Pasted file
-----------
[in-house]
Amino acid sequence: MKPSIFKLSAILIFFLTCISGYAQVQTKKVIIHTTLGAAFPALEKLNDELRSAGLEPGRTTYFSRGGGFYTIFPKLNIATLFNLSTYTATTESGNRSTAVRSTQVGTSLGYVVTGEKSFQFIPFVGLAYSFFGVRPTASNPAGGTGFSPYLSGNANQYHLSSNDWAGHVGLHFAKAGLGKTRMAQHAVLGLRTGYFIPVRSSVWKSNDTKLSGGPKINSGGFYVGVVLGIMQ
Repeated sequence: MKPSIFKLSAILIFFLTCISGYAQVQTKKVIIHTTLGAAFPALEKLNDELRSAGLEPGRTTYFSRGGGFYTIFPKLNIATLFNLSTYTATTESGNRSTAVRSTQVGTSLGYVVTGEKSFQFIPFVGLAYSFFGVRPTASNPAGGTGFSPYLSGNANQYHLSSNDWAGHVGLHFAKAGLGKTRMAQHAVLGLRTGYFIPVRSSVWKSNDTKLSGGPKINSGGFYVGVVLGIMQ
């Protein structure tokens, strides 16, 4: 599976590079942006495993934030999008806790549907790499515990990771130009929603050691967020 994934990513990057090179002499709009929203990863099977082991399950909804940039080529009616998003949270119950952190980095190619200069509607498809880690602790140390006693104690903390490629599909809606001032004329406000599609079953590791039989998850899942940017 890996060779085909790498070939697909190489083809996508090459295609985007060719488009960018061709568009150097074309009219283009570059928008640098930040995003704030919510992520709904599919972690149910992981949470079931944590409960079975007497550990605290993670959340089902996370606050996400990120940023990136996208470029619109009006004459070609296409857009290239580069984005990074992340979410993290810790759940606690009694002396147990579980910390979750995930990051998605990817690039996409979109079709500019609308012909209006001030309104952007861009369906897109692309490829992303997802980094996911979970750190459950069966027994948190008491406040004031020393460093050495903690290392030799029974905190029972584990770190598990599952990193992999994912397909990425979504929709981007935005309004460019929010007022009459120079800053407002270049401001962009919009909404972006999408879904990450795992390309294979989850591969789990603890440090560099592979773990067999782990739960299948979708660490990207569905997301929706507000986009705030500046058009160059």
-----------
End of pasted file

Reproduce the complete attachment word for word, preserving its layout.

[in-house]
Amino acid sequence: MKPSIFKLSAILIFFLTCISGYAQVQTKKVIIHTTLGAAFPALEKLNDELRSAGLEPGRTTYFSRGGGFYTIFPKLNIATLFNLSTYTATTESGNRSTAVRSTQVGTSLGYVVTGEKSFQFIPFVGLAYSFFGVRPTASNPAGGTGFSPYLSGNANQYHLSSNDWAGHVGLHFAKAGLGKTRMAQHAVLGLRTGYFIPVRSSVWKSNDTKLSGGPKINSGGFYVGVVLGIMQ
Repeated sequence: MKPSIFKLSAILIFFLTCISGYAQVQTKKVIIHTTLGAAFPALEKLNDELRSAGLEPGRTTYFSRGGGFYTIFPKLNIATLFNLSTYTATTESGNRSTAVRSTQVGTSLGYVVTGEKSFQFIPFVGLAYSFFGVRPTASNPAGGTGFSPYLSGNANQYHLSSNDWAGHVGLHFAKAGLGKTRMAQHAVLGLRTGYFIPVRSSVWKSNDTKLSGGPKINSGGFYVGVVLGIMQ
């Protein structure tokens, strides 16, 4: 599976590079942006495993934030999008806790549907790499515990990771130009929603050691967020 994934990513990057090179002499709009929203990863099977082991399950909804940039080529009616998003949270119950952190980095190619200069509607498809880690602790140390006693104690903390490629599909809606001032004329406000599609079953590791039989998850899942940017 890996060779085909790498070939697909190489083809996508090459295609985007060719488009960018061709568009150097074309009219283009570059928008640098930040995003704030919510992520709904599919972690149910992981949470079931944590409960079975007497550990605290993670959340089902996370606050996400990120940023990136996208470029619109009006004459070609296409857009290239580069984005990074992340979410993290810790759940606690009694002396147990579980910390979750995930990051998605990817690039996409979109079709500019609308012909209006001030309104952007861009369906897109692309490829992303997802980094996911979970750190459950069966027994948190008491406040004031020393460093050495903690290392030799029974905190029972584990770190598990599952990193992999994912397909990425979504929709981007935005309004460019929010007022009459120079800053407002270049401001962009919009909404972006999408879904990450795992390309294979989850591969789990603890440090560099592979773990067999782990739960299948979708660490990207569905997301929706507000986009705030500046058009160059």